Given the dire circumstances they are in, several Pakistani students watching their Indian counterparts being quickly evacuated have expressed their frustration through social media videos and written letters, pleading with their government to rescue them. Among them is a student explicitly stating, “Shame on you Pakistan government, learn something from the Indians.” Another video consists of three Pakistani women wearing masks and waiting for their government to undertake an evacuation plan. Another student, named Muhammad Rauf, asked, “How long will the lockdown be?… What will we do? Just count down our days?” Another Pakistani student said, “Other countries have evacuated. We are thankful to the Chinese government … but we are not the responsibility of the Chinese government. We are the responsibility of our government.” Another student, named Shanzay Cheema, complained of insomnia amid fear and uncertainty.

According to Reuters, in addition to India, Brazil, Canada, France, Indonesia, Italy, Japan, Kazakhstan, New Zealand, Saudi Arabia, South Korea, Spain, Thailand, the United States, United Kingdom, and Uzbekistan – among others — have arranged for the evacuation of their nationals from Hubei province.

The Indian Ministry of External Affairs, through its efficient and swift evacuation of hundreds of Indians, has exhibited extraordinary commitment to the well-being of Indian nationals abroad. It acted very much in tandem with late former External Affairs Minister Sushma Swaraj’s famously reassuring statement, “Even if you are stuck on the Mars, Indian Embassy there will help you.”

India’s eloquent current External Affairs Minister S. Jaishankar, who has admirably taken this legacy forward, most recently stated that India’s offer to evacuate people from Wuhan was extended to all neighboring countries, but only seven Maldivian nationals chose to take India up on the offer. Spokesperson Raveesh Kumar of India’s MEA, in his latest weekly media briefing, stated that “India hadn’t received any request for evacuating its students from the Pakistan government, but if such a situation were to emerge, India would definitely consider this.”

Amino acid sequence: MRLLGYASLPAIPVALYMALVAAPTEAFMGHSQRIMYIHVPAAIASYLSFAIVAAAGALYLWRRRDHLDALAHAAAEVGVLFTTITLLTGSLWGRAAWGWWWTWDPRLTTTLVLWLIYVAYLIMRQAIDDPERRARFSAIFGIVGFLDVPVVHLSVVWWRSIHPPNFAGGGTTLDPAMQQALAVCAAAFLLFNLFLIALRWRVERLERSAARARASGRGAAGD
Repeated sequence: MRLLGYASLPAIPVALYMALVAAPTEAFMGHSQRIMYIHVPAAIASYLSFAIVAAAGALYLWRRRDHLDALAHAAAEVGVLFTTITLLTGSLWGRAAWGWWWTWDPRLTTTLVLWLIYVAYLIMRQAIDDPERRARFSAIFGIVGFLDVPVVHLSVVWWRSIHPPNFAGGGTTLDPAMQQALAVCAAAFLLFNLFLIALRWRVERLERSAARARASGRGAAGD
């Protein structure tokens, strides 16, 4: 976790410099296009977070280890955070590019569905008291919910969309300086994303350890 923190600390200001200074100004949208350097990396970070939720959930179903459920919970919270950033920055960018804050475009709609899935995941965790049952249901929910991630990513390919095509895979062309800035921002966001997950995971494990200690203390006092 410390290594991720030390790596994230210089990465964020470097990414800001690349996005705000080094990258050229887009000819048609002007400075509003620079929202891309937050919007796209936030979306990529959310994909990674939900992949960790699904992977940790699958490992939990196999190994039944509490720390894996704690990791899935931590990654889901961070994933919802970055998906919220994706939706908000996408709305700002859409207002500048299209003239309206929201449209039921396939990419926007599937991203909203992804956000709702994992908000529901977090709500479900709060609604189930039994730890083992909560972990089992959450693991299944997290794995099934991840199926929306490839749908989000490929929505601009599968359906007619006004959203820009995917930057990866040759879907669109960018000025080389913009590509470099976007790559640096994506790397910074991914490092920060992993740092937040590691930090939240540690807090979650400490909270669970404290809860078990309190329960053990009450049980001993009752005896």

It is time for India to go beyond ambiguities and make a formal emphatic offer to empathize with these cries for help and evacuate Pakistani students from Wuhan.

Of course, the 96-hour long operation wasn’t easy, and the Indian government had to pursue deft diplomacy with the Chinese government to allow the evacuation process — permission was granted only after four days. And the process for evacuating Pakistani nationals would naturally be much more difficult, especially when Pakistan states that it will stand with its all-weather ally during this global health emergency.

Yet, apart from being the moral thing to do, an emphatic offer to evacuate Pakistani students would be a good strategic calculation and foreign policy masterstroke on India’s part. India’s rescue of Maldivian nationals is a great example of its “Neighborhood First” policy in practice and must be lauded. Amid the recent negative international press India has generated on account of its decision to revoke Article 370 in Jammu and Kashmir and the domestic protests surrounding the controversial Citizenship Amendment Act (CAA), offering to evacuate Pakistani students is a golden opportunity for India to display its continuous moral high ground vis-a-vis Pakistan and, by extension, its positive leadership role in South Asia as well as to re-position itself as a force for good in the world. Through this dynamic gesture, India would thus kill three birds with one stone in pursuit of its ambitions to become a great power.